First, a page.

Today we are going to talk about, what I believe, lies at the core of our life together as followers of Jesus, the idea and practice of love. We are going to talk about the biblical one another of loving one another, which I believe not only builds up the Christian community, but can show the entire world that we practice what we preach. I mean didn’t Jesus even say, “They will know you are my disciples if you love one another”? So as we look at the church around the world, how would you say we are doing at loving one another, within the family of God, the body of Christ? I believe we have a very long way to go. So let’s look together at 1 John 4:7-21 which is all about the idea of loving one another and giving us some grounding where our love is supposed to flow from. The Apostle John writes, “Dear friends, let us love one another, for love comes from God. Everyone who loves has been born of God and knows God. Whoever does not love does not know God, because God is love. This is how God showed his love among us: He sent his one and only Son into the world that we might live through him. This is love: not that we loved God, but that he loved us and sent his Son as an atoning sacrifice for our sins. Dear friends, since God so loved us, we also ought to love one another. No one has ever seen God; but if we love one another, God lives in us and his love is made complete in us. This is how we know that we live in him and he in us: He has given us of his Spirit. And we have seen and testify that the Father has sent his Son to be the Savior of the world. If anyone acknowledges that Jesus is the Son of God, God lives in them and they in God. And so we know and rely on the love God has for us. God is love. Whoever lives in love lives in God, and God in them. This is how love is made complete among us so that we will have confidence on the day of judgment: In this world we are like Jesus. There is no fear in love. But perfect love drives out fear, because fear has to do with punishment. The one who fears is not made perfect in love. We love because he first loved us. Whoever claims to love God yet hates a brother or sister is a liar. For whoever does not love their brother and sister, whom they have seen, cannot love God, whom they have not seen. And he has given us this command: Anyone who loves God must also love their brother and sister.” This passage is so packed with some amazing things, that there is no way in 10 minutes we’ll be able to cover. But let’s jump into it and see what we might learn about loving one another and why we, as followers of Jesus, should be loving one another.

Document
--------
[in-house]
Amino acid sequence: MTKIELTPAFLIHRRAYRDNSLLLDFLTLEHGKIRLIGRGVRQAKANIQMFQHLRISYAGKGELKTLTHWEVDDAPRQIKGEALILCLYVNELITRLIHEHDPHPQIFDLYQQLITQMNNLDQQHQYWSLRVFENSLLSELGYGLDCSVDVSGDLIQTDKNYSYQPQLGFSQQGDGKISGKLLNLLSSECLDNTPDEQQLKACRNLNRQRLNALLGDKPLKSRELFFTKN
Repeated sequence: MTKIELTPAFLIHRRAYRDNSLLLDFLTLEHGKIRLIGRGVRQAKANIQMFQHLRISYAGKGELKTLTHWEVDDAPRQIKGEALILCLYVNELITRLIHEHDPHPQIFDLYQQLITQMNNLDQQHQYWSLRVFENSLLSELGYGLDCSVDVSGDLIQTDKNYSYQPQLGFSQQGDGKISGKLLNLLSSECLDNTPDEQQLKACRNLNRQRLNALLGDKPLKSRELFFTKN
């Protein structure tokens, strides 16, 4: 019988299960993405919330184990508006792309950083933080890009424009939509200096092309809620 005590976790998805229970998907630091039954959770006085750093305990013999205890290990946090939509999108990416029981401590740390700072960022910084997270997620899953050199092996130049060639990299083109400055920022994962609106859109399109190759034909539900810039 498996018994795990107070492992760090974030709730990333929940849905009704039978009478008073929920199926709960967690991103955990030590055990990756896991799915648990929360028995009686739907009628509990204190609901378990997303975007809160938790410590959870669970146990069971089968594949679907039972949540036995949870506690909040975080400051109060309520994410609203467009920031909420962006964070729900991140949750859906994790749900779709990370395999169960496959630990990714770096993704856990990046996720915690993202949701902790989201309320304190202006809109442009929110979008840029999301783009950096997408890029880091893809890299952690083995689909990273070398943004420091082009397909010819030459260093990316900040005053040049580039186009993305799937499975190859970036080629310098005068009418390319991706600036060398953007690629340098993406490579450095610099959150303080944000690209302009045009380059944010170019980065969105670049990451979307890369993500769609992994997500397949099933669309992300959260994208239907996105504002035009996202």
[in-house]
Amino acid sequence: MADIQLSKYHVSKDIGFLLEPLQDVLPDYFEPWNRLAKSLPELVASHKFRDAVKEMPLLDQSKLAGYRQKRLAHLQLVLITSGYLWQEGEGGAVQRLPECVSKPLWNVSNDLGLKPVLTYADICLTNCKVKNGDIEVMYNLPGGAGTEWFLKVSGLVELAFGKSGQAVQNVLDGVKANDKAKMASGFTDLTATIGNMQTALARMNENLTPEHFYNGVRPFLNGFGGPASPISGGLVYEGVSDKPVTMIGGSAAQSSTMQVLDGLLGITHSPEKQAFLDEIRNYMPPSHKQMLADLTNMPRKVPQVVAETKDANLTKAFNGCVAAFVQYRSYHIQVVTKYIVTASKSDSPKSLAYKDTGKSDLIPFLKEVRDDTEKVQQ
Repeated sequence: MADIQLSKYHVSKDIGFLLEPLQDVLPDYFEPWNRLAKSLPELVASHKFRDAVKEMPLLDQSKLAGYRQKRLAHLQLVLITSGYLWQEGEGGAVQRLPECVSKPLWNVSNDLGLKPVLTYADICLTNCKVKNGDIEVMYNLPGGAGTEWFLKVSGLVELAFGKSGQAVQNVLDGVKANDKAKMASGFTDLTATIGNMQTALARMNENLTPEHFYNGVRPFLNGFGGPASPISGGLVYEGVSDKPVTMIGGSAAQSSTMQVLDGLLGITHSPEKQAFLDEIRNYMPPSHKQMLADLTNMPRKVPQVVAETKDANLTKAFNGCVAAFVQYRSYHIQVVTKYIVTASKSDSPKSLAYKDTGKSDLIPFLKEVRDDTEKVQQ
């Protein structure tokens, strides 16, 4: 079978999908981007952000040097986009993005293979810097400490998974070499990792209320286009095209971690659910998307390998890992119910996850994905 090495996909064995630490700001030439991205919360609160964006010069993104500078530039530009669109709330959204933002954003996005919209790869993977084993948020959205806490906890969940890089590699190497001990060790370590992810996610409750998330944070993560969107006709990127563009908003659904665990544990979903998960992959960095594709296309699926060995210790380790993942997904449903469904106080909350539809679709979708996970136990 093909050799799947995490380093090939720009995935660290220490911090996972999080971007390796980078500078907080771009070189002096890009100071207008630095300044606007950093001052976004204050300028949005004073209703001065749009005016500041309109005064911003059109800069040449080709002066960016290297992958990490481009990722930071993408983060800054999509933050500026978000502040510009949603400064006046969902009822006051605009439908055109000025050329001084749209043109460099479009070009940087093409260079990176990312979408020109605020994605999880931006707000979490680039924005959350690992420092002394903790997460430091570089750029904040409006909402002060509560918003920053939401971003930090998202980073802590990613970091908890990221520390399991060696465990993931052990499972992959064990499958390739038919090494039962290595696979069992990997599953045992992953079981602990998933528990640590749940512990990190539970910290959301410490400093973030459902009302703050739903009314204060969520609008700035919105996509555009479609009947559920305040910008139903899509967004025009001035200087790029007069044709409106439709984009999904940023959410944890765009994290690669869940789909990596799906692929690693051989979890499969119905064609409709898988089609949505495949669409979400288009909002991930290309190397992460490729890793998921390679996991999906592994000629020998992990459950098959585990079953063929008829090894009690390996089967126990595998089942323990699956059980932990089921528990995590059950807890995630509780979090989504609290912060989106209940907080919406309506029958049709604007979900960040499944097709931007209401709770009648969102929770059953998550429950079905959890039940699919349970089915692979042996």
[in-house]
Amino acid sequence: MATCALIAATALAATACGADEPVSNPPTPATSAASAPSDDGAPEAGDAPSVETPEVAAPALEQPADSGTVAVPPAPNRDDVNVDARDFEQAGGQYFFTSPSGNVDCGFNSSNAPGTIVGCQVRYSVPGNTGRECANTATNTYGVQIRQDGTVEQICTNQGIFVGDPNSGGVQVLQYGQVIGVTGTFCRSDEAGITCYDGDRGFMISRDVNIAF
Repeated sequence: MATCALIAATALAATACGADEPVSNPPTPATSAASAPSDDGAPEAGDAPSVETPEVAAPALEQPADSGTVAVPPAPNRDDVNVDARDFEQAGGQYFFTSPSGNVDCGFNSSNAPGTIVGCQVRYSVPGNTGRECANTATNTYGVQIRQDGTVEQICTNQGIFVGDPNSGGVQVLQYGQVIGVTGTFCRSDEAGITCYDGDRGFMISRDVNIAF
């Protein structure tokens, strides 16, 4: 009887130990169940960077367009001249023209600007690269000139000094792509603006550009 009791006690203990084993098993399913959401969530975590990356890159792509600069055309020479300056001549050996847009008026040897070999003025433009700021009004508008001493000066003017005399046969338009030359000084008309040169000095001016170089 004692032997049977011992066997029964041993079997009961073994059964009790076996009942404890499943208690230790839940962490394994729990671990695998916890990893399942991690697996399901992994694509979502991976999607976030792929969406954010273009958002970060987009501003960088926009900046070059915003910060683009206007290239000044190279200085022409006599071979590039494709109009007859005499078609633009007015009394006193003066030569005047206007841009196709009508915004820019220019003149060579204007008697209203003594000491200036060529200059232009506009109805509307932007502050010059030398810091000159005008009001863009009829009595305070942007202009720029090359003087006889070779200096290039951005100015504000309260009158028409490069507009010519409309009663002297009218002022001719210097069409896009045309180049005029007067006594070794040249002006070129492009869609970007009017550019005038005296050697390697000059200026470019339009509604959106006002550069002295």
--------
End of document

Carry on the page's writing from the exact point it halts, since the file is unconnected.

But before we jump into it, I want to share about how important loving one another truly is, and why John wrote about it. In fact, I would say it defined him. You see there is a church tradition, which says, that when John was evidently an old man in Ephesus, he had to be carried to the church in the arms of his disciples. At these meetings, he was accustomed to say no more than, "Little children, love one another!" After a time, the disciples wearied at always hearing the same words, asked, "Master, why do you always say this?" "It is the Lord's command," was his reply. "And if this alone be done, it is enough!" Just think what would happen if the church of Jesus Christ truly lived out this calling to really love one another. I believe not only would it change the church but it would flow out from us into the world, and I believe literally change the world. The beginning of our text this morning centers John’s hearers on the fact that love doesn’t come from our will, our desire, or our human efforts. Love comes from God because God is, in fact love. The old saying if you looked up love in the dictionary, God’s picture would be there. The Greek in this sentence actually says “those who are loved, let us love.” We are not commanded to love one another to earn or become worthy of God’s love. We love one another because we are loved by God and have received that love and seek to live in light of it. Think of it this way, if love is of God, then we who claim to be born of God and claim to know God, must be able to love one another in the body of Christ.